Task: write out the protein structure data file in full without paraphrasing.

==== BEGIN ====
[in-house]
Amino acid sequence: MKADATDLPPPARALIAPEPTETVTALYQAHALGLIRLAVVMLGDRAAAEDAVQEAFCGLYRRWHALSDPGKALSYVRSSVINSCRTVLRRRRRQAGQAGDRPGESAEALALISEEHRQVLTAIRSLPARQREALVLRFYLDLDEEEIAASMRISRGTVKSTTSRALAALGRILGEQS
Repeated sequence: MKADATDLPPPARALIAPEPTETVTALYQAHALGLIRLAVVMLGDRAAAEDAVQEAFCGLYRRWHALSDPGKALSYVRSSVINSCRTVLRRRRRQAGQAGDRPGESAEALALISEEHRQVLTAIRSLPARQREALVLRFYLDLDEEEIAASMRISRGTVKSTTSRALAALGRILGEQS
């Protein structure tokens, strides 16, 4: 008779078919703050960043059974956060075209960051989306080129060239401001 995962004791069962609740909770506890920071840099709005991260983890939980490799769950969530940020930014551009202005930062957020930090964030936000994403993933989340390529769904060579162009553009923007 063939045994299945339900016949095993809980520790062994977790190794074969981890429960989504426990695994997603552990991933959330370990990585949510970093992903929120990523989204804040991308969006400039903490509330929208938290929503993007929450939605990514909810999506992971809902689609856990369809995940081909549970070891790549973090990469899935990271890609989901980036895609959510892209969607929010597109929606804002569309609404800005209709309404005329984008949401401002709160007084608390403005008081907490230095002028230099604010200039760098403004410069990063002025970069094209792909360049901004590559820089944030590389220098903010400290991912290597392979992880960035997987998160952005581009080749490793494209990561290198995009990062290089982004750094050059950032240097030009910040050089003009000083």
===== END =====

[in-house]
Amino acid sequence: MKADATDLPPPARALIAPEPTETVTALYQAHALGLIRLAVVMLGDRAAAEDAVQEAFCGLYRRWHALSDPGKALSYVRSSVINSCRTVLRRRRRQAGQAGDRPGESAEALALISEEHRQVLTAIRSLPARQREALVLRFYLDLDEEEIAASMRISRGTVKSTTSRALAALGRILGEQS
Repeated sequence: MKADATDLPPPARALIAPEPTETVTALYQAHALGLIRLAVVMLGDRAAAEDAVQEAFCGLYRRWHALSDPGKALSYVRSSVINSCRTVLRRRRRQAGQAGDRPGESAEALALISEEHRQVLTAIRSLPARQREALVLRFYLDLDEEEIAASMRISRGTVKSTTSRALAALGRILGEQS
């Protein structure tokens, strides 16, 4: 008779078919703050960043059974956060075209960051989306080129060239401001 995962004791069962609740909770506890920071840099709005991260983890939980490799769950969530940020930014551009202005930062957020930090964030936000994403993933989340390529769904060579162009553009923007 063939045994299945339900016949095993809980520790062994977790190794074969981890429960989504426990695994997603552990991933959330370990990585949510970093992903929120990523989204804040991308969006400039903490509330929208938290929503993007929450939605990514909810999506992971809902689609856990369809995940081909549970070891790549973090990469899935990271890609989901980036895609959510892209969607929010597109929606804002569309609404800005209709309404005329984008949401401002709160007084608390403005008081907490230095002028230099604010200039760098403004410069990063002025970069094209792909360049901004590559820089944030590389220098903010400290991912290597392979992880960035997987998160952005581009080749490793494209990561290198995009990062290089982004750094050059950032240097030009910040050089003009000083």